Fig­ure 1

Del­la Porta’s descrip­tion of the cam­era obscu­ra appears in the sev­en­teenth book ded­i­cat­ed to “Strange Glass­es” (De cato­pri­cis imag­inibus), under chap­ter VI titled “Oth­er oper­a­tions of a Con­cave-Glass” (Alia spe­culi con­caui oper­a­tiones). The descrip­tion is famil­iar as it empha­sizes one of the main fea­tures of the cam­era obscu­ra: how it pro­duces an invert­ed image of the world (Fig­ure 2).

You must shut all the cham­ber win­dows, and it will do well to shut up all holes besides, lest any light break­ing in should spoil all. One­ly make one hole, that shall be a hands breadth and length; above this fit a lit­tle lead­en or brass Table, and glew it, so thick as a paper; open a round hole in the mid­dle of it, as great as your lit­tle fin­ger. Over against this, let there be white walls of paper, or white clothes, so shall you see all that is done with­out in the Sun, and those that walk in the streets, like to Antipodes, and what is right will be the left, and all things changed; and the far­ther they are off from the hole, the greater they will appear. If you bring your paper, or white Table neer­er, they will shew less and clear­er.… (del­la Por­ta, Nat­ur­al Mag­ick 363)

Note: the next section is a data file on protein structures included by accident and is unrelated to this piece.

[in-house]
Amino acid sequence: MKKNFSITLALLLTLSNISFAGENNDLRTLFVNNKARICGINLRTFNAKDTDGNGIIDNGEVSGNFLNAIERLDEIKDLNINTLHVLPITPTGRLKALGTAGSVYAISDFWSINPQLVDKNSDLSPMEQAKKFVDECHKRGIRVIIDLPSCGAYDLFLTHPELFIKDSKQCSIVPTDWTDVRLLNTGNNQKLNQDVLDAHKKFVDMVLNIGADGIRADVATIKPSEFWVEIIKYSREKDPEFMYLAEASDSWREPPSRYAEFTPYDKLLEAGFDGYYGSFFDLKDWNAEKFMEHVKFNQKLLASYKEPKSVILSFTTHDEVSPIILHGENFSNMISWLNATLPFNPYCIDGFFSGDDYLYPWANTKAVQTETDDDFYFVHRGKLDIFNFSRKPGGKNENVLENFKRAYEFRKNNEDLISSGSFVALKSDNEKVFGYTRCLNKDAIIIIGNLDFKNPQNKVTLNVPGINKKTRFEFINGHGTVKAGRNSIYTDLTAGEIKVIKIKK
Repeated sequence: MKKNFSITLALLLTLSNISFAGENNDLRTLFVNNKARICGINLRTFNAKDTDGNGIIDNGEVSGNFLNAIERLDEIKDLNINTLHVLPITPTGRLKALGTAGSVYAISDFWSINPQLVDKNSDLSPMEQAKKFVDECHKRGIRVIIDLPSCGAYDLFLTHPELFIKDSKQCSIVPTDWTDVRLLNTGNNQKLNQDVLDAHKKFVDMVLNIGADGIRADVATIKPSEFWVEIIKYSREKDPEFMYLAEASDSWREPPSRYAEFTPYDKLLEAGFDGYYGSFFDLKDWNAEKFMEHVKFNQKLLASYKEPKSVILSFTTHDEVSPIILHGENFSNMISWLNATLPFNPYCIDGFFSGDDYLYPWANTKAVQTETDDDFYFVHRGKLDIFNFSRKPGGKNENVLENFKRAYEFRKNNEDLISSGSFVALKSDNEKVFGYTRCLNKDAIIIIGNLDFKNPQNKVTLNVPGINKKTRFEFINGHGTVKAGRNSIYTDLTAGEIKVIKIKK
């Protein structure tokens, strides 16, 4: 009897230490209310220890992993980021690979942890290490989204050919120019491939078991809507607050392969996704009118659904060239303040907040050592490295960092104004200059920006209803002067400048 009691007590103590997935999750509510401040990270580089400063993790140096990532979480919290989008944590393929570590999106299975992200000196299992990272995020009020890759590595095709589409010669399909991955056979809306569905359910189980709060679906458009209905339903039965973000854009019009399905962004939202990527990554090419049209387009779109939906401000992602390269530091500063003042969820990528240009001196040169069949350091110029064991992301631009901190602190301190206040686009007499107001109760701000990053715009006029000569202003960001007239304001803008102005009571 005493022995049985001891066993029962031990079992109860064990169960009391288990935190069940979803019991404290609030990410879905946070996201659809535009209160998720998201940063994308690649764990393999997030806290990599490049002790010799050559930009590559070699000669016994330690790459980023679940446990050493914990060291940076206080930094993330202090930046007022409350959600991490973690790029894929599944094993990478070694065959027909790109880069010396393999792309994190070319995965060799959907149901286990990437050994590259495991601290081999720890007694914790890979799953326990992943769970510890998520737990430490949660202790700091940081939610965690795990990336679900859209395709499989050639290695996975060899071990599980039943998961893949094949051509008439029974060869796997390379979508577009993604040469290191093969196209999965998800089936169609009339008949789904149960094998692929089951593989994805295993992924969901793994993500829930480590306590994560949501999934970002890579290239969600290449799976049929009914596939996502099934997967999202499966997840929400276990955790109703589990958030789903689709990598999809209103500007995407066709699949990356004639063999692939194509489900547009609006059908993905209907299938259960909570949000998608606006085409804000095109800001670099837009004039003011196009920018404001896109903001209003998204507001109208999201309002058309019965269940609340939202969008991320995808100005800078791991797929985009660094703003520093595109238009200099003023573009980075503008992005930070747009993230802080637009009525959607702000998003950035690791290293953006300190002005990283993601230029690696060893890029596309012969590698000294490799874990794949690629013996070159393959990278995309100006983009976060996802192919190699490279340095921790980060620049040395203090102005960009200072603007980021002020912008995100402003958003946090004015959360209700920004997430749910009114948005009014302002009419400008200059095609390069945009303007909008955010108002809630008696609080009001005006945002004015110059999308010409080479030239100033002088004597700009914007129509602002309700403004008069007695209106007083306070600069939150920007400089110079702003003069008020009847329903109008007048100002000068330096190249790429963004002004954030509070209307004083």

Fig­ure 2

What is of inter­est here is the way Del­la Por­ta describes the image cre­at­ed in the cam­era obscu­ra: peo­ple, he says, will appear in it “like to Antipodes, and what is right will be the left, and all things changed.” The process of cre­at­ing an image involves a sig­nif­i­cant dis­place­ment, a change in loca­tion. He goes on to explain how it is pos­si­ble to pro­duce a much more strik­ing effect with the use of a lens: “Now will I declare what I ever con­cealed till now, and thought to con­ceal con­tin­u­al­ly. If you put a small cen­tic­u­lar Crys­tal glass to the hole, you shall present­ly see all things clear­er, the coun­te­nances of men walk­ing, the col­ors, gar­ments, and all things as if you stood hard by. You shall see them with so much plea­sure, that those that see it can nev­er enough admire it” (del­la Por­ta, Nat­ur­al Mag­ick 363).

Fig­ure 3

Near­ly three cen­turies lat­er in 1845, Marx and his col­lab­o­ra­tor Engels will use the cam­era obscu­ra as a metaphor to describe how ide­ol­o­gy works: